He would come to rehearsals drunk, often swigging from an ornate cane that housed whiskey. I remember that he had trouble remembering his choreography, but the dances eventually got completed. We all loved him.

I went to his house for a BBQ once. He had a lot of memorabilia from his dancing days. He was quite handsome and charming looking. He was rather a short, stocky man in his older years, but you could tell that he probably was a good looking dancer in his youth.

He called Houston Ballet on my behalf and got me a job with Nina Popova's company in the late 60's, early 70's. That's another story in itself. I appreciated his generosity and I remember that he asked me first if that is what I would like. Just being accepted into a Disney touring company, with Ona White as choreographer, I really wanted to dance in a ballet company. I flew out the next day as a company member. Thank you, Misha.

Paul Maure was married to Andrea Karlsen, after leaving the Grand Ballets de Marquis de Cuevas company. They settled in La Canada-Flintridge, CA; my hometown. They brought international training to our city. (Miss Karlsen was taught privately by Bronislava Nijinska, later taken into the de Cuevas company when she was hired as ballet mistress. She and Mr. Maure lived in a beautiful area of La Canada, a Spanish style villa, with pool and guest house. ) He was quite handsome and quite a ladies' man. I liked his classes, but his wife's classes were really the treasure.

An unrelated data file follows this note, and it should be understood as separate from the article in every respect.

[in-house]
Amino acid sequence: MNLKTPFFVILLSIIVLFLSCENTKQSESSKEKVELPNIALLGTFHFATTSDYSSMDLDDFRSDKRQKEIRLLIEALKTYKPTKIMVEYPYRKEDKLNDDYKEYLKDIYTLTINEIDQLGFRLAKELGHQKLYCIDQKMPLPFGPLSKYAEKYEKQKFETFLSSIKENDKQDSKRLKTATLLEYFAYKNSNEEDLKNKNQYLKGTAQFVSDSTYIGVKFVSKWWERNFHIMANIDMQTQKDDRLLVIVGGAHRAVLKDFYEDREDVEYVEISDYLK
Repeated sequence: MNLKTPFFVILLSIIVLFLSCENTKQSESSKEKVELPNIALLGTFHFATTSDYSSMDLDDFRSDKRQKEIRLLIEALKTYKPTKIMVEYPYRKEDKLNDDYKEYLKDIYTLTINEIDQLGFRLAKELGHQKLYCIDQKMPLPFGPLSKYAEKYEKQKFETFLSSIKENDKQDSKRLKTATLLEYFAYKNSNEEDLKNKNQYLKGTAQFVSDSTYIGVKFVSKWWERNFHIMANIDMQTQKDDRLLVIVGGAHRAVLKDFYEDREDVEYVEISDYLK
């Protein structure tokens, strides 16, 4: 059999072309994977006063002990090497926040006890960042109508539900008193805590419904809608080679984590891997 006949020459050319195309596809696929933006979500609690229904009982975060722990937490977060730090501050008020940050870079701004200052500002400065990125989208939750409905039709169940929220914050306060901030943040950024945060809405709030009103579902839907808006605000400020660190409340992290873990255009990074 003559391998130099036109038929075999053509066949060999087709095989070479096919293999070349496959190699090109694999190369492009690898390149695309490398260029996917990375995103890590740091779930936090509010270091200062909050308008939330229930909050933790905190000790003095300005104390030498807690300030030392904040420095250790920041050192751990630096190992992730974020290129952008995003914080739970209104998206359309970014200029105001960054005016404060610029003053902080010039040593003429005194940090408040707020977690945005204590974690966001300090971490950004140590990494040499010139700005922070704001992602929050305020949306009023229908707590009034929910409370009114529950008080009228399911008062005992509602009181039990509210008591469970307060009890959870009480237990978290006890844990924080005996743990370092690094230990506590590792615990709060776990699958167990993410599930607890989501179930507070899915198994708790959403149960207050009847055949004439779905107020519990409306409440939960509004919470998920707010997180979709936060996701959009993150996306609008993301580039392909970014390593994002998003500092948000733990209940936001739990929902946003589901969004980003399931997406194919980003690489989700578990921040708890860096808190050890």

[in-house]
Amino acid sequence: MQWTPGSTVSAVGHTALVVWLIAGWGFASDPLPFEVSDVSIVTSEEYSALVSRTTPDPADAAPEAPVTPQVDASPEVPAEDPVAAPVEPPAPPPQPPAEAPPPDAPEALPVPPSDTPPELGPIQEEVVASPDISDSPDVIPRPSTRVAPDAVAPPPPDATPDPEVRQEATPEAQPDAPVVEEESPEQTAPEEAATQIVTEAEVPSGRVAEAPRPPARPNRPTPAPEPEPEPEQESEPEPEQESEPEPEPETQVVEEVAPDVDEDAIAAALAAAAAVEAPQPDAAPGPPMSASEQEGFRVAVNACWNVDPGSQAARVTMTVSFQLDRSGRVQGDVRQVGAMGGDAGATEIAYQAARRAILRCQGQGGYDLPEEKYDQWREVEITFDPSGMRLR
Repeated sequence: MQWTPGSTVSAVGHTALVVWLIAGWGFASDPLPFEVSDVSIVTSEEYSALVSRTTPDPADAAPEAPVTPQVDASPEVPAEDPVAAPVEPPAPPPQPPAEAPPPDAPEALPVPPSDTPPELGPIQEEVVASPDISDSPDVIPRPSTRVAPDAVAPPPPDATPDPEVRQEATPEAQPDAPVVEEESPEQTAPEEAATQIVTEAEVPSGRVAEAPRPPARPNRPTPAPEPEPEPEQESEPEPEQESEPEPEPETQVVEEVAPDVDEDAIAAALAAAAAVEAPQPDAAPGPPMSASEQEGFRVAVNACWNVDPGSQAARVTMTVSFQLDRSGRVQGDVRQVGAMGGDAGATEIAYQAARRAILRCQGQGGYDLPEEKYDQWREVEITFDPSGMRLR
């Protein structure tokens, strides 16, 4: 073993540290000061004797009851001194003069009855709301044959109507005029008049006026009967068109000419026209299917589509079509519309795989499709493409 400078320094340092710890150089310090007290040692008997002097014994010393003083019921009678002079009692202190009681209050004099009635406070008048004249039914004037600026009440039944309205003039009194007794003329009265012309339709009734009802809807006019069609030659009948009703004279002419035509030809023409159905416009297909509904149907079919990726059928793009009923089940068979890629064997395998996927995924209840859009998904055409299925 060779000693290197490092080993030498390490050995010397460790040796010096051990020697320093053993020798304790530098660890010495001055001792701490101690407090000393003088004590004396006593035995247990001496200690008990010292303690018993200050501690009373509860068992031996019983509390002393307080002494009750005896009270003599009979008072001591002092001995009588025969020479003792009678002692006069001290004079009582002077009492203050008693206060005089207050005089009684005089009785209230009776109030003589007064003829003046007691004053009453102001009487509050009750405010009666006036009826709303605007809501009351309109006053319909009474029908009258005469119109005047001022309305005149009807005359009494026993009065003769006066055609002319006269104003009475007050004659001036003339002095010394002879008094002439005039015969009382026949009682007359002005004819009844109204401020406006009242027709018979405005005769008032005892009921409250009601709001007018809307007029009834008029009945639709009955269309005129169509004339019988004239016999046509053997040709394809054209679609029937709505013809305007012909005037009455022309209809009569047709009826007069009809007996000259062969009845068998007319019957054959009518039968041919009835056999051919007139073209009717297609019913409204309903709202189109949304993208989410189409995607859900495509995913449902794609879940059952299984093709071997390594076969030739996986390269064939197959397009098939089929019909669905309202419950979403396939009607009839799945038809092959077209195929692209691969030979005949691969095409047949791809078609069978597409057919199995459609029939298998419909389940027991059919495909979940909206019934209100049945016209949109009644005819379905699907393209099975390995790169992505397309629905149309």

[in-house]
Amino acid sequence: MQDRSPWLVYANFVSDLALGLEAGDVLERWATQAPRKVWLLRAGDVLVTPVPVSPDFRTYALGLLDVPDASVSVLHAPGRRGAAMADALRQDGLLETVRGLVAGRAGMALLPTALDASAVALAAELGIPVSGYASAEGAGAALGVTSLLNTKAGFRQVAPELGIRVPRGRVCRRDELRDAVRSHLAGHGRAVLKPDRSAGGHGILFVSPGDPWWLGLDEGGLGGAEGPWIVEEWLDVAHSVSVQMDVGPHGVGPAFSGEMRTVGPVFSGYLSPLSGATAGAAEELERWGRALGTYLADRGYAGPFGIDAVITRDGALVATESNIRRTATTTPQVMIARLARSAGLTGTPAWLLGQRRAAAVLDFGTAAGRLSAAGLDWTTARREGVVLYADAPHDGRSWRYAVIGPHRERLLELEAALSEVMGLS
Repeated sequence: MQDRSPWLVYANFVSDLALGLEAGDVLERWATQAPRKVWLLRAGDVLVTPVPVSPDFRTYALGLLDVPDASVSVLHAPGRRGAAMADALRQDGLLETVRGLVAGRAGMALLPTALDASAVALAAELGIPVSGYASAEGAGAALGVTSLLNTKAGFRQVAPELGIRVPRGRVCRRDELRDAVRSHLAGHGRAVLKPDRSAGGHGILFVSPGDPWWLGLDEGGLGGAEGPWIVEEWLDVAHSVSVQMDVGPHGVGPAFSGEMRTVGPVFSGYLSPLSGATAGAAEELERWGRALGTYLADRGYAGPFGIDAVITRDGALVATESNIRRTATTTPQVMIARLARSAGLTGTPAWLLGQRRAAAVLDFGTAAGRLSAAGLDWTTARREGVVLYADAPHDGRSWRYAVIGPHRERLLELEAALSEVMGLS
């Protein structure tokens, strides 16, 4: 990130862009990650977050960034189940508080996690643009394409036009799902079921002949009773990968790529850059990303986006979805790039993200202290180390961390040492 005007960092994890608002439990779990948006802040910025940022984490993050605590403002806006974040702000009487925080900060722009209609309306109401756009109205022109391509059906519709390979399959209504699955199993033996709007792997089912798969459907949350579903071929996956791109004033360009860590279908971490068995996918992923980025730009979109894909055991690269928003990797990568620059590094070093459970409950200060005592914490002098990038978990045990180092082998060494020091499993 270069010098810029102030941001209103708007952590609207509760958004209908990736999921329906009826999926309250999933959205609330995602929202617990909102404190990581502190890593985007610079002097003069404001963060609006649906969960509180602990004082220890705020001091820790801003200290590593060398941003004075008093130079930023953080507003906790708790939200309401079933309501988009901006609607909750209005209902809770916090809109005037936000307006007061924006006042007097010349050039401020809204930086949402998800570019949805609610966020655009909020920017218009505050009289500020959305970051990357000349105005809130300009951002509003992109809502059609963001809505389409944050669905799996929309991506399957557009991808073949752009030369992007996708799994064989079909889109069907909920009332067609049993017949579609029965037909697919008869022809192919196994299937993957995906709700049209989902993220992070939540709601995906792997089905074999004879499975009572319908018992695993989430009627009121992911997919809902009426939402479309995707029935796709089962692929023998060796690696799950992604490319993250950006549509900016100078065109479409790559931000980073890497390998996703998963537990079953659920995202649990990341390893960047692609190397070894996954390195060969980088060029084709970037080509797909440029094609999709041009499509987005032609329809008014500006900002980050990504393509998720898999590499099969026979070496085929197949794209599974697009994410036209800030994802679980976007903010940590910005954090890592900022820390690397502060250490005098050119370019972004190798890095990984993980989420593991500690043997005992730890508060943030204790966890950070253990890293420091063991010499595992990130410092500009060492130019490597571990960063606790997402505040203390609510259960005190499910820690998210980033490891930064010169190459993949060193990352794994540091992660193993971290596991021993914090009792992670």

He eventually started a second school in San Fernando Valley. He guested at so many schools throughout the S. California area: notably Ballet Pacifica (Lila Zali), Sallie Whelan, Panaieff's school. He was hired as guest performer with many local groups. He loved that and his biggest regret was not being to continue dancing in his older years. I was lucky to have danced a number of pas de deuxs with him. He could make me do 20 pirouettes, which made me wonder why no one else could do that with me. He was an excellent partner and was known for his pirouettes and entrechats. Mr. Maure is still alive with many loyal, loving students.